If you just filed your taxes this month, chances are you’re not feeling a huge amount of goodwill toward the U.S. tax system.
Still, you may want to hold off on those plans to move overseas to avoid the tax man.
The Organisation for Economic Co-operation and Development this week released a tax comparison for typical wage earners in it 34 member countries, mainly the world's wealthier, democratic countries in Europe, Asia and the Americas.
Surprise: Most of them are paying a lot more than you.
The OECD report looked at the total labor costs for full-time, private sector workers – that is, gross wages plus whatever taxes the employer is required to pay on that employee’s behalf. Then they calculated how much of that total went to federal, state or regional taxes.
In the U.S., an estimated 29 percent of the average worker’s total labor costs went toward taxes last year.
That’s far lower than Belgium, Germany, Hungary and France, where taxes accounted for about half of an average worker’s labor costs.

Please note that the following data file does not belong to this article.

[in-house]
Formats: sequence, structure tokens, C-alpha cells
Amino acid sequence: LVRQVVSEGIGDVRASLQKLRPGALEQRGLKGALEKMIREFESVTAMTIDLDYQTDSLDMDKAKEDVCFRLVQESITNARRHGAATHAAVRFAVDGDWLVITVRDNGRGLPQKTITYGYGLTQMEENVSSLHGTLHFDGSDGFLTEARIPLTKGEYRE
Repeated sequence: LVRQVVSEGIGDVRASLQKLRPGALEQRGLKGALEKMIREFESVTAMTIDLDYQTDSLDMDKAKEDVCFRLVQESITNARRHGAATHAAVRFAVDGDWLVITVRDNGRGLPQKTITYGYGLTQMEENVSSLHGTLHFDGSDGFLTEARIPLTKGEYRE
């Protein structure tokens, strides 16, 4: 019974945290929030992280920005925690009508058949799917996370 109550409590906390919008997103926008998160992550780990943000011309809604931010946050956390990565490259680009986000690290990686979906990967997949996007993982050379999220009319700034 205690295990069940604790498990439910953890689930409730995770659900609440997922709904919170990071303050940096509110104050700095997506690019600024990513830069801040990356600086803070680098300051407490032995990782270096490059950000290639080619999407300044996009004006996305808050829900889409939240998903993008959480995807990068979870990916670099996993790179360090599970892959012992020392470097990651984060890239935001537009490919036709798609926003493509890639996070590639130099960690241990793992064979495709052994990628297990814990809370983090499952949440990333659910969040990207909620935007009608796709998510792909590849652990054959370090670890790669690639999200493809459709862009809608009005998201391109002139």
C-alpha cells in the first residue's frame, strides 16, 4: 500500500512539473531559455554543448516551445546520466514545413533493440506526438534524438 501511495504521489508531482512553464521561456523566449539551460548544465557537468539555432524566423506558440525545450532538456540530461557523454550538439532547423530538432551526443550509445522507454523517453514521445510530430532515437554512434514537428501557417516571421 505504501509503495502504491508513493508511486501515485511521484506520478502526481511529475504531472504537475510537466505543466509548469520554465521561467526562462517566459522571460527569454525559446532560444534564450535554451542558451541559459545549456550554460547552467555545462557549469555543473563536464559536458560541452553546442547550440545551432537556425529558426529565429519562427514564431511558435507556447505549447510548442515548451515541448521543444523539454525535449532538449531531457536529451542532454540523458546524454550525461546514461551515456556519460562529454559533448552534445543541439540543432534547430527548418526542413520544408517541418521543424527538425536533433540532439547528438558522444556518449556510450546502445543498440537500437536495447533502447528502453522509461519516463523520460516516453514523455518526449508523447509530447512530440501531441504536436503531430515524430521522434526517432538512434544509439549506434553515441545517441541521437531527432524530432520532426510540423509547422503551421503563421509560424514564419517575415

There are a few countries where workers are getting more of a tax break. The countries with the lowest tax bills included Mexico, New Zealand and Chile, where just 7 percent of the average worker’s total costs went to taxes.
The OECD found that taxes increased in 26 of the 34 OECD countries last year. The U.S. was one of the few countries to see a decrease because of cuts in Social Security contributions. That offset the end of the Making Work Pay tax credit.
For comparison purposes, the calculations assumed the average worker was single and without children. The OECD did separate calculations for other individuals and families with children in its full report.
Matthias Rumpf, a spokesman for the OECD, said the U.S. ranks lower than average in part because it does not have compulsory health care. That means Americans’ health care costs aren’t included in their total taxes.
The OECD also didn’t include mortgage interest rate deductions in its calculation, in part because it’s difficult to make assumptions about how much a person would pay and thus deduct.